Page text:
Arthur Crudup: What You Need to Know About the Bluesman Who Wrote Elvis’ First Hit and Was Barely Paid for It

Arthur Crudup: What You Need to Know About the Bluesman Who Wrote Elvis’ First Hit and Was Barely Paid for It

FRANKTOWN, Va. — FRANKTOWN, Va. (AP) — Arthur “Big Boy” Crudup helped invent rock ‘n’ roll.

His 1946 song “That’s All Right” would become the first single Elvis Presley ever released. Rod Stewart would sing it on a chart-topping album. Led Zeppelin would perform it live.

But you wouldn’t have expected that to see Crudup spending his final years on Virginia’s Eastern Shore, dressed in overalls and leading a crew picking cucumbers, tomatoes and sweet potatoes.

The Mississippi-born blues musician died 50 years ago, leaving behind one of the most harrowing stories of 20th-century artist exploitation. As the 70th anniversary of Presley’s recording of “That’s All Right” approaches on Friday — July 5, considered a cultural milestone — here are some key takeaways from the AP story on Crudup:

Why did Crudup make so little money?

Crudup didn’t own the rights to his own songs. His original manager did. And that was very common at the time.

Lester Melrose initially hired and managed Crudup.

“I wouldn’t record anyone unless they signed all the rights to those songs over to me,” he once said, according to Alan Lomax’s book “Mister Jelly Roll.”

Many black musicians have transferred or been forced to share their copyrights, Kevin J. Greene, a professor at Southwestern Law School, told The Associated Press.

“A lot of what we’re talking about in terms of exploitation is still under copyright,” said Greene, who testified before a California reparations task force.

In 1971, DownBeat magazine estimated that Crudup should have earned $250,000 — $2 million in today’s money — from Creedence Clearwater Revival’s “That’s All Right” and “My Baby Left Me.” High Fidelity was more conservative, writing in 1972 that Crudup’s total royalties would have been around $120,000 — still more than $900,000 today.

Did Crudup like Presley’s version?

He said he did.

“He made it into a kind of hillbilly record,” Crudup told the Los Angeles Times in 1969. “But I liked it. I thought it would be a hit. Some people like the blues, some people don’t. But the way he did it, everybody liked it.”

According to Peter Guralnick’s book “Last Train to Memphis,” Presley began playing the song during a break in his tryout session at Sun Studios.

Guralnick told The Associated Press that Presley’s recording of “That’s All Right” set him on “what would soon become his almost unimaginable path to fame.”

In 1956, Presley paid tribute to Crudup.

“In Tupelo, Mississippi, I used to hear old Arthur Crudup banging on his box the way I’m banging on it now,” he told The Charlotte Observer, “and I said, if I ever got to the place where I could feel everything old Arthur felt, I’d be a musician like no one had ever seen.”

There is much debate about who wrote the first rock ‘n’ roll song. But “That’s All Right,” a mix of elements of blues and country, makes a strong claim.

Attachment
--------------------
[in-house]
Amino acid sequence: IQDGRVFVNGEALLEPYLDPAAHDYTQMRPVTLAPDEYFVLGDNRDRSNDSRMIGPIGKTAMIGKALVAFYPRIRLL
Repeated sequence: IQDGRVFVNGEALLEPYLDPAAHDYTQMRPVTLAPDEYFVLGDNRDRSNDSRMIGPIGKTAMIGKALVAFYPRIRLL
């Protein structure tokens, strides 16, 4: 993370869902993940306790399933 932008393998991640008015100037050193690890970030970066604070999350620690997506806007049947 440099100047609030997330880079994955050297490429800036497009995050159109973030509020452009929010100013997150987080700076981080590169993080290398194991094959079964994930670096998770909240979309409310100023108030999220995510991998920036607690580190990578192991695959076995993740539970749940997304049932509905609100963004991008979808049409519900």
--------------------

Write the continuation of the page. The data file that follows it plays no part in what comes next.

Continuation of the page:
“It doesn’t sound like country, it doesn’t sound like blues, although I can hear them in it,” said Joe Burns, a professor of communication and media studies at Southeastern Louisiana University. “It’s really something new.”

What happened later in Crudup’s life?

Crudup left music in his early 50s to work on farms, eventually settling in Franktown, Virginia, on the state’s Eastern Shore, where he made a living leading groups of migrant workers who picked fruits and vegetables.

He was devastated by his experiences in the music business, his granddaughter said. But he didn’t wallow in it.

“He was a very principled man,” Prechtle Crudup Shannon said of her grandfather, who embodied the “old country values” of hard work and providing for your family.

Crudup eventually returned to music during the blues revival of the 1960s, releasing new albums, playing festivals and sharing stages with BB King, Taj Mahal and Bonnie Raitt.

But he never received the songwriting royalties that eluded him, at least not during his lifetime.

Toward the end of his life, Crudup nearly reached a settlement with the company that had acquired the rights to his songs when Melrose died. But the deal fell through at the last minute.

“Naked I came into this world and naked I must leave,” Crudup told his last manager, Dick Waterman, who described that day in his book “Between Midnight and Day.”

After his death, his family eventually received royalties from the music publisher who had acquired the rights to the songs.

How is Crudup remembered?

Although he died in 1974, Crudup has received occasional recognition in recent years.

He was briefly portrayed by Gary Clark Jr. in the 2022 biopic “Elvis” and was named last year by California’s reparations task force, which examined the long history of discrimination against African Americans.

The state of Virginia also plans to place a road marker in Crudup’s honor on the Eastern Shore.

“Among others who covered Crudup were the Beatles, B.B. King and Elton John,” the marker will state. “Crudup rarely received royalties, but supported his family as a laborer and farmhand.”

Crudup’s granddaughter and others believe he belongs in the Rock & Roll Hall of Fame.

“It would be something if this story was unique,” ​​Shannon said. “But it’s not. We know this has happened to black artists throughout history, but specifically back then.”